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Study of ancient mortars from the Roman Villa of Pollio Felice in Sorrento (Naples)

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The study of ancient mortars is an important aspect of building conservation: the choice of the materials has varied according to historical period, regional habits, and their specific function in the structure. Ancient mortars are composites, comprising hydraulic or aerial binding materials, and aggregates, passive or active, which may react with binding material. Moreover, they were modified during setting, hardening, and aging, according to processes not yet well known. In this paper, we present a study of ancient mortars from the Villa of Pollio Felice of Sorrento (Naples). The analysis has been performed by conventional techniques (grain-size distribution, lime-percentage analysis, optical and electron microscopy, and X-ray diffraction) and by means of a laboratory X-ray microdiffractometer equipped with an image plate detector. This system, applied for the first time to archaeological studies, can reach a spatial resolution of a few tenths of microns and it allows us to obtain separate phase identification of binder and filler particles.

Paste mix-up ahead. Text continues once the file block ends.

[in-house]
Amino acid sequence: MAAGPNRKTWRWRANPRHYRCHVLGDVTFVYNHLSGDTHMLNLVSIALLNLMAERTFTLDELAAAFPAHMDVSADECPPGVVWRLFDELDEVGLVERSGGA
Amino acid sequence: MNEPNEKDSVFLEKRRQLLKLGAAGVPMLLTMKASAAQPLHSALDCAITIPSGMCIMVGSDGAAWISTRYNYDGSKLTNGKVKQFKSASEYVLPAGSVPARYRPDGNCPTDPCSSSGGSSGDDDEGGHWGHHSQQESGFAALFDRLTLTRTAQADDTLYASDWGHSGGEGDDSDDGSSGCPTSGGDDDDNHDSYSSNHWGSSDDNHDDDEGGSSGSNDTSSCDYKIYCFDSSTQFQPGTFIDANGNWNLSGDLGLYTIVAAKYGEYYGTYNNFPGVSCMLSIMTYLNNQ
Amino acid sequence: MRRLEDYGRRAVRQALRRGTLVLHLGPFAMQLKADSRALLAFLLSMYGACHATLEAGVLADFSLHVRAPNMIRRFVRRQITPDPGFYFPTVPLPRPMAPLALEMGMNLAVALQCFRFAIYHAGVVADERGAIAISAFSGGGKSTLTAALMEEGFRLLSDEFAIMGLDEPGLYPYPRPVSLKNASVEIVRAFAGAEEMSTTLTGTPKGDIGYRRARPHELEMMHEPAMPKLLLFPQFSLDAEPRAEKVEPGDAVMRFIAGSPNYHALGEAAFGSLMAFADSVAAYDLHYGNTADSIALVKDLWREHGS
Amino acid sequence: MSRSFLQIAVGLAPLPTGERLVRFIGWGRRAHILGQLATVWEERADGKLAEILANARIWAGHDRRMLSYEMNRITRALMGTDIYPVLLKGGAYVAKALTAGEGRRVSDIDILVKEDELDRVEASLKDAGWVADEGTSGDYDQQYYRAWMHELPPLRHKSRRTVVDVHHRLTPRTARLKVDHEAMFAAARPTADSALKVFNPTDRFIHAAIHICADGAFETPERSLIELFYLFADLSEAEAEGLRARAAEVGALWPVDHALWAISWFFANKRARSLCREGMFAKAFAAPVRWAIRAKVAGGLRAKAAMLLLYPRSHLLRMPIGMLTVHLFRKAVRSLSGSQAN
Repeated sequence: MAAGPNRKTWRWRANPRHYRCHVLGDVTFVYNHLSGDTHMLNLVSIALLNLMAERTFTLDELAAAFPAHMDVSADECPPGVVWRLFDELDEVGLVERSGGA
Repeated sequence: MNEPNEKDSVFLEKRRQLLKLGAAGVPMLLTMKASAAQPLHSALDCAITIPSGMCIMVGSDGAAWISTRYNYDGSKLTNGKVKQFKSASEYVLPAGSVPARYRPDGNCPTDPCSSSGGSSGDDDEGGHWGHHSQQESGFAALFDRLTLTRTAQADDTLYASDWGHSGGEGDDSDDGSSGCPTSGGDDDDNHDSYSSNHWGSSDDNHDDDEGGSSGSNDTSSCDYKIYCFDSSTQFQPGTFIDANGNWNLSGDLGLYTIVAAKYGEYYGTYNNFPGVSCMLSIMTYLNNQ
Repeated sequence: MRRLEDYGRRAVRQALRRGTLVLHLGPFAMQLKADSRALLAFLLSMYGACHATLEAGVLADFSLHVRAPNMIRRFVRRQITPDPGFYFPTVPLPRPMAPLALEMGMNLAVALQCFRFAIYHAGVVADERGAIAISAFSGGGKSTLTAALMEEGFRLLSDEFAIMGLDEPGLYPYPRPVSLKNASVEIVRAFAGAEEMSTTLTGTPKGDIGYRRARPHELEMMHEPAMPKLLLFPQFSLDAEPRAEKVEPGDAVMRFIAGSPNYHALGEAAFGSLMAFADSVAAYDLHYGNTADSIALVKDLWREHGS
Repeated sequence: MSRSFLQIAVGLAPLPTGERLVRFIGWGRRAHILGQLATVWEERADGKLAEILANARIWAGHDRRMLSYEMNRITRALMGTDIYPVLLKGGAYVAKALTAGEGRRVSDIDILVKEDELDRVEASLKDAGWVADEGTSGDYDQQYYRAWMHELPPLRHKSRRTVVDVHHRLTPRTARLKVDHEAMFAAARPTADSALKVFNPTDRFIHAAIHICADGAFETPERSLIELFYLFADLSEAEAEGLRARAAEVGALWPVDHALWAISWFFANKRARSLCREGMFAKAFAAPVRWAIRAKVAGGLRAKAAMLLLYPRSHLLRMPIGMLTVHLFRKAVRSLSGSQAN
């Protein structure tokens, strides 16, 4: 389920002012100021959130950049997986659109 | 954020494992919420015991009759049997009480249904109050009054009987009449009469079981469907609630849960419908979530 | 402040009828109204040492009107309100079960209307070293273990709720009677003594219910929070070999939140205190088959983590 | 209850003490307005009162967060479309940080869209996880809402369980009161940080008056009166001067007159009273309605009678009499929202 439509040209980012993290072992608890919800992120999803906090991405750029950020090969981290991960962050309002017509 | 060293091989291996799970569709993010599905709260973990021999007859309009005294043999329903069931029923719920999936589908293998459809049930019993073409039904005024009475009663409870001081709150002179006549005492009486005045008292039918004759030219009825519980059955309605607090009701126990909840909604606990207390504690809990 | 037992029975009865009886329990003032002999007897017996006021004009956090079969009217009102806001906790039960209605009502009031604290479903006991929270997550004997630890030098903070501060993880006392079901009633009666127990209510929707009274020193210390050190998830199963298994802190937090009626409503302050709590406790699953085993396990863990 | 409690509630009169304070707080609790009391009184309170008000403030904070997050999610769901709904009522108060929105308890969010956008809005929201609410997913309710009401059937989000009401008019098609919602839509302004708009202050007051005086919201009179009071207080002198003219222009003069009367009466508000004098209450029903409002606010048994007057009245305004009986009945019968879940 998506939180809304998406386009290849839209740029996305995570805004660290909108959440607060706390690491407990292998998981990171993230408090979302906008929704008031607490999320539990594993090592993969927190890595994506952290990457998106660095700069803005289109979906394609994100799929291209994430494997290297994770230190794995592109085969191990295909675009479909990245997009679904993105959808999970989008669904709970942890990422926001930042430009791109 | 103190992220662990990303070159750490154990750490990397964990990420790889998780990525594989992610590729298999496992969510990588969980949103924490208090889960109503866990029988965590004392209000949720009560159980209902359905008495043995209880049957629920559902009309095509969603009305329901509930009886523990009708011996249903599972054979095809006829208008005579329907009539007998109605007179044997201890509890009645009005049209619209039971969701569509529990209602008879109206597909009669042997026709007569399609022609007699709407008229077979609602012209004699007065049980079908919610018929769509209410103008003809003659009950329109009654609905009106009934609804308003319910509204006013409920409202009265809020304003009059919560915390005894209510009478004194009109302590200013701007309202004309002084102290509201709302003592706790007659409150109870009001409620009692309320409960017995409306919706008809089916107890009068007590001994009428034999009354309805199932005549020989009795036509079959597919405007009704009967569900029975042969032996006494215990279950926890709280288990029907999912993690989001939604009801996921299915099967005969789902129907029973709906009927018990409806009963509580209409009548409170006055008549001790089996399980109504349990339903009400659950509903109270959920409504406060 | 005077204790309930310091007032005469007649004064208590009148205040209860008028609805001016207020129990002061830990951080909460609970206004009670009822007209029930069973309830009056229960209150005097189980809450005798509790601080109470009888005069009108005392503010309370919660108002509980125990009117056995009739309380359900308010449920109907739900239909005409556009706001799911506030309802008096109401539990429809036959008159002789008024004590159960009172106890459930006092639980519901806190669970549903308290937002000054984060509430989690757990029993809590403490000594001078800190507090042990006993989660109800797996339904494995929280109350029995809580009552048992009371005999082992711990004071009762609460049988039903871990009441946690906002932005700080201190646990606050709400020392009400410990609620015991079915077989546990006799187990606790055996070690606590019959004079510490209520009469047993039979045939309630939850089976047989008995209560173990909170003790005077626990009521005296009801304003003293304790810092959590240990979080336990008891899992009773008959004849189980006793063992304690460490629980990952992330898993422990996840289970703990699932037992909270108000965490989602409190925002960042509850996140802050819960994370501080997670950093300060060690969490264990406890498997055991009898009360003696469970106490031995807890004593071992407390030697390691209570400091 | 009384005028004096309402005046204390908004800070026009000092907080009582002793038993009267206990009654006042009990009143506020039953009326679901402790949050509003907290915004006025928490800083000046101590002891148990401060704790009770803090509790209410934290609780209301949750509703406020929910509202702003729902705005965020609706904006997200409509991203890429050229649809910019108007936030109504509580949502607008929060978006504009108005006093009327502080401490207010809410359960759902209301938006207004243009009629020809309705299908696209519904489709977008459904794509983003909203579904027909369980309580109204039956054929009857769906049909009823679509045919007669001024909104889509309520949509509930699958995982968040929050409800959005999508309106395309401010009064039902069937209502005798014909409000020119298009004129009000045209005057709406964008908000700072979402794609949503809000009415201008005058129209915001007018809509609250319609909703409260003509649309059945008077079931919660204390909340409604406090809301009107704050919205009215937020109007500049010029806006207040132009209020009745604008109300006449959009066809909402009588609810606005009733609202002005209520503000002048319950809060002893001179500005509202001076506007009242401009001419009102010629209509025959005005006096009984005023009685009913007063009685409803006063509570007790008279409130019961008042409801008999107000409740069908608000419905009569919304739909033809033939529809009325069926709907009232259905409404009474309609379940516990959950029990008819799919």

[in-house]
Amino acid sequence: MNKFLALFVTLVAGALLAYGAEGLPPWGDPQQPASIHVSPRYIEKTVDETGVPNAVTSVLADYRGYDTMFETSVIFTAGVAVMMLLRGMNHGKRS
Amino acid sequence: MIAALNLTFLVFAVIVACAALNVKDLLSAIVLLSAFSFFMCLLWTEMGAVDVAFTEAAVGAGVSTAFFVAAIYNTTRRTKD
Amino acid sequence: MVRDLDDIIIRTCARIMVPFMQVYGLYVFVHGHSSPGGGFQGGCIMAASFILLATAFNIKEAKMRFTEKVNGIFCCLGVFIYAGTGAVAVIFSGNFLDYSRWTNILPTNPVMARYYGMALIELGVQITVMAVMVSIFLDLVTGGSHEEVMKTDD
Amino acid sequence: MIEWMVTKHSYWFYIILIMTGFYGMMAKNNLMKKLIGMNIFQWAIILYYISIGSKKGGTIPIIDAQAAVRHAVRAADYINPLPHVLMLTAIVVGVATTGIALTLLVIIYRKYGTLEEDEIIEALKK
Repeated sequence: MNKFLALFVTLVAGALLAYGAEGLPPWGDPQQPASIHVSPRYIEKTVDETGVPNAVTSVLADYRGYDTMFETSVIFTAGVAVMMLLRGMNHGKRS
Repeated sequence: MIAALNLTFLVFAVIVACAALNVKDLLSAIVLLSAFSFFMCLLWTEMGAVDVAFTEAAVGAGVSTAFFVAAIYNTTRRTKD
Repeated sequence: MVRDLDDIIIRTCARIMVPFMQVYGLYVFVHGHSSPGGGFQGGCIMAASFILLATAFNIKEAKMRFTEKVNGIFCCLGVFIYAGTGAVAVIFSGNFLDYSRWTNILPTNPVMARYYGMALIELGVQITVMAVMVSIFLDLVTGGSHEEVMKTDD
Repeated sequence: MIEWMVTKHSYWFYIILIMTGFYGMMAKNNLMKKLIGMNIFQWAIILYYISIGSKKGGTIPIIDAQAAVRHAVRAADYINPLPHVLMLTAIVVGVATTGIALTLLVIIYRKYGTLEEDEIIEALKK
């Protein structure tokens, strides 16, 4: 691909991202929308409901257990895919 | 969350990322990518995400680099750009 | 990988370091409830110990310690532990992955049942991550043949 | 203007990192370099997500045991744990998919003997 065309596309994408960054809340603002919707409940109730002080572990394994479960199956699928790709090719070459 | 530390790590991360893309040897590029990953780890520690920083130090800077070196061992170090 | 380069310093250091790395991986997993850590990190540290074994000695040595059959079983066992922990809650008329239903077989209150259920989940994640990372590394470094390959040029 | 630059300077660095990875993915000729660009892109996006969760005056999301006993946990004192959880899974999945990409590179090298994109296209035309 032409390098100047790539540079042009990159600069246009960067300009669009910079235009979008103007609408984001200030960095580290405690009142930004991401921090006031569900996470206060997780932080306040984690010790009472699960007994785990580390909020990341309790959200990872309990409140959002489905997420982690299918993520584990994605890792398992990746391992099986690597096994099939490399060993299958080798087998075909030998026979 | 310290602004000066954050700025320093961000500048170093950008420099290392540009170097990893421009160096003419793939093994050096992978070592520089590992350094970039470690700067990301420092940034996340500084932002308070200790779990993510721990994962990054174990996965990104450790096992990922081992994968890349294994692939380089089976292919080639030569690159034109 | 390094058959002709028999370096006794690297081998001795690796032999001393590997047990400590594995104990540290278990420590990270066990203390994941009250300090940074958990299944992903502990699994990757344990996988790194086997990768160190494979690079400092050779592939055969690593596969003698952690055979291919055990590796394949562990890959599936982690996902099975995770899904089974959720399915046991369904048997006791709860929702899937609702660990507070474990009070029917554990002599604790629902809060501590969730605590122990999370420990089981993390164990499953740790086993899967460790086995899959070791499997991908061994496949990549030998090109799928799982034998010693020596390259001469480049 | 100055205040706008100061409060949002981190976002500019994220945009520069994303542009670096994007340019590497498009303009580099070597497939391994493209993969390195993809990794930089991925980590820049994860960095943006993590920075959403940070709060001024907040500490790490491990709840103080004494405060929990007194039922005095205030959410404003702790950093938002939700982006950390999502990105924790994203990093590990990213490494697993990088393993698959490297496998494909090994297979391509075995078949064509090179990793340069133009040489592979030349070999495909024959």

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Correspondence to L.E. Depero.

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07.85.Nc; 61.10.Nz

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Benedetti, D., Valetti, S., Bontempi, E. et al. Study of ancient mortars from the Roman Villa of Pollio Felice in Sorrento (Naples). Appl. Phys. A 79, 341–345 (2004).

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